Wednesday, July 29, 2009

The Language of the World

I speak seven languages. Really? Which languages? European languages? Asian languages?

In my mind I am conjuring up a visual image of the person who speaks all of these languages. How do they get daily practice speaking not just one other language than their "mother-tongue" but all of the ones they profess to speak...

It seems to radiate outwardly in a kind of a wave. Let's say the mother-tongue is English. In school we may have learned French, Spanish, German, even Italian. At a stretch, we may have learned Russian, but this is a far harder language to learn with past passive participles and other oddments.

Going out with the ripples, it is unlikely that we would learn Portuguese or Greek. Even less likely that we would learn Romanian, Serbian or Croat. It is even less likely still that we have a command of Catalan or Basque. But we might. Following this theme, Asian languages are going to be really hard to learn, because they have no relationship to anything in our experience, unless we have spent time there in an Asian country with Asians and speaking an Asian language. And Asians are remarkably good at English, so why would we need to learn their language?

I began to learn Korean. I was fascinated with the culture. I got good at conversational Korean, but never learned the alphabet. This was a mistake, because I couldn't relate to anything which had been written, only spoken. Now, if I try and remember anything, it's a distant memory. And this was only a few months ago...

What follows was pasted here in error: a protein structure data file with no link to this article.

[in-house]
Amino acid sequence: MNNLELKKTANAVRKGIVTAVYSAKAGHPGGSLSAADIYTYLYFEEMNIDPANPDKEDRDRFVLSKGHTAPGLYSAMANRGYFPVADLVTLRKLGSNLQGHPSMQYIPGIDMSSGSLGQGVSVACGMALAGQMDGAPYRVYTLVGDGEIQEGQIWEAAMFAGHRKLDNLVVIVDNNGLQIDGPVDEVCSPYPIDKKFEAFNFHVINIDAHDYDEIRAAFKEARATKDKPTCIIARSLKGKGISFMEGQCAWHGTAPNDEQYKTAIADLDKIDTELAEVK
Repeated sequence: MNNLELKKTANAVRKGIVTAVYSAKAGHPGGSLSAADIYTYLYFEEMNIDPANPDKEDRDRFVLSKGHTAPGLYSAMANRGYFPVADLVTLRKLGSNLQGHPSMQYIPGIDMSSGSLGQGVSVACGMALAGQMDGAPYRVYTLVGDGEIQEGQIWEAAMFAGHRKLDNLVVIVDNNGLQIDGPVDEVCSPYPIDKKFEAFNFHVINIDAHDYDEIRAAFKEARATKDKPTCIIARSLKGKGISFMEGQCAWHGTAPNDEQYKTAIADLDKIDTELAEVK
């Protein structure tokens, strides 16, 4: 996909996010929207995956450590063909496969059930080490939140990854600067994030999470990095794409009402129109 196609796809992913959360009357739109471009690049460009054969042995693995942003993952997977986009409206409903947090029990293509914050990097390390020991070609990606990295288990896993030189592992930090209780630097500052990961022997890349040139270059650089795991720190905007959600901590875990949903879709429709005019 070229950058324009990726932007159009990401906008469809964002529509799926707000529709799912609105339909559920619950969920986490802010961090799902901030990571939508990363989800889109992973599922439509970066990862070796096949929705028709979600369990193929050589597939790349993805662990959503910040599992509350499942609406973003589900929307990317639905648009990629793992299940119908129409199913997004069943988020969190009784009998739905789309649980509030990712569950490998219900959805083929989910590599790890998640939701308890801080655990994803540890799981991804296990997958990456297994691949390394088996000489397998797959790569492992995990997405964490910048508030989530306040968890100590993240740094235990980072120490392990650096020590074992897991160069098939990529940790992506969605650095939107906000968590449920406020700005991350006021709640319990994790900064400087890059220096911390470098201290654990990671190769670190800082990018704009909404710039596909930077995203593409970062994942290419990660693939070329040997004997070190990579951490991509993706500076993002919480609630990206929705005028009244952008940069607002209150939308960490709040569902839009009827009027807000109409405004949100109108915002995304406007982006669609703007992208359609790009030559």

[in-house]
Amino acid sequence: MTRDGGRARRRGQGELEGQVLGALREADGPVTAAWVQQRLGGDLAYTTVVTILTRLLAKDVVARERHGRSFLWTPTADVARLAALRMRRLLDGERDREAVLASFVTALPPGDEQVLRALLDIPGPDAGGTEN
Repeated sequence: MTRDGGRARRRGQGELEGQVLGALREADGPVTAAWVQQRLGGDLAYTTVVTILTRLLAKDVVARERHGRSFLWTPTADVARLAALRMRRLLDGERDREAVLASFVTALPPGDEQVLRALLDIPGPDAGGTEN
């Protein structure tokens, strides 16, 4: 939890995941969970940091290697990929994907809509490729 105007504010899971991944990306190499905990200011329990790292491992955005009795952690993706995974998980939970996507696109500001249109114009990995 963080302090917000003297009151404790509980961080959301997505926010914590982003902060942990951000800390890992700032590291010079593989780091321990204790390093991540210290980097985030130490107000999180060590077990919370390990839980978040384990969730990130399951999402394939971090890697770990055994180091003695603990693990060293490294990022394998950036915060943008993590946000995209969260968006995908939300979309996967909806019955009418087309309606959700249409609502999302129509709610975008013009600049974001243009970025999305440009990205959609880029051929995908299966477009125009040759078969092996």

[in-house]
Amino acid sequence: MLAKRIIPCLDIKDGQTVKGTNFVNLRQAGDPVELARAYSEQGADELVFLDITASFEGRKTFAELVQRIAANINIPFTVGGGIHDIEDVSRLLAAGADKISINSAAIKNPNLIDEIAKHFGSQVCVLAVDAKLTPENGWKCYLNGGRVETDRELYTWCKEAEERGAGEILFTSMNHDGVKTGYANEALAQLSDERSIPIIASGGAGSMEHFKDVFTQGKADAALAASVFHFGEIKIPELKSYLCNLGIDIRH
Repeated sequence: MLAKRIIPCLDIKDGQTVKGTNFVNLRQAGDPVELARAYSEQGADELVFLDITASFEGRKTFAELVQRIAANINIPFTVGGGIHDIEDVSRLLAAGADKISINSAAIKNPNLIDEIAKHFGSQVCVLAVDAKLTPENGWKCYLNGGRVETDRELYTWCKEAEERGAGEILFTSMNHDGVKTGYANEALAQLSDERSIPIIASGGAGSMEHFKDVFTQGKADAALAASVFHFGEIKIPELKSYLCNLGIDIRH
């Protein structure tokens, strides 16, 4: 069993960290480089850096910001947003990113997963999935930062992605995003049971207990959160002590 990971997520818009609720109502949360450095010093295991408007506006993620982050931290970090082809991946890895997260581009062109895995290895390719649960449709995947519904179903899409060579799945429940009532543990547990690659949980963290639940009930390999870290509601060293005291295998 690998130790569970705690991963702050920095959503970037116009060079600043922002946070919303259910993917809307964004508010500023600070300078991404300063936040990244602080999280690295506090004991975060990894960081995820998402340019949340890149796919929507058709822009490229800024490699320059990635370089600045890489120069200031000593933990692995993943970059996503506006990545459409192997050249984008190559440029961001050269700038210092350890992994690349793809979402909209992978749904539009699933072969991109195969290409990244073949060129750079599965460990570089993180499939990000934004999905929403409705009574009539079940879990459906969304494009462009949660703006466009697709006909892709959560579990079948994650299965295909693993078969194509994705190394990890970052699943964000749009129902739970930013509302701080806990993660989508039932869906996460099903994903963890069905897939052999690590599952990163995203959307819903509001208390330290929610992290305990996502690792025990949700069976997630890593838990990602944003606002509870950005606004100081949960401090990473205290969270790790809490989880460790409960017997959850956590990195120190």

I think what I am coming to is that to successfully learn any language, you need to have a strong knowledge of the culture and also have someone who speaks that language spend time with you, helping you understand all the nuances and tricks in learning to speak it. Oddly enough, I remember enough about Korean to know that you have to use different words to say goodbye to someone who is leaving you than if you are leaving them!

Something which is really helping is the emergence of the Web 2.0 culture and all the social networks. This is helping stimulate bonds of friendship between really indigenous boundaries. It will be interesting to see how far this really goes. Even the Chinese censorship and blocking of outside web links is not having an adverse effect on social media. The word is still getting through. And woe betide you if you are an Iranian dictator who wants to stop a fair election! The word also gets out here too.

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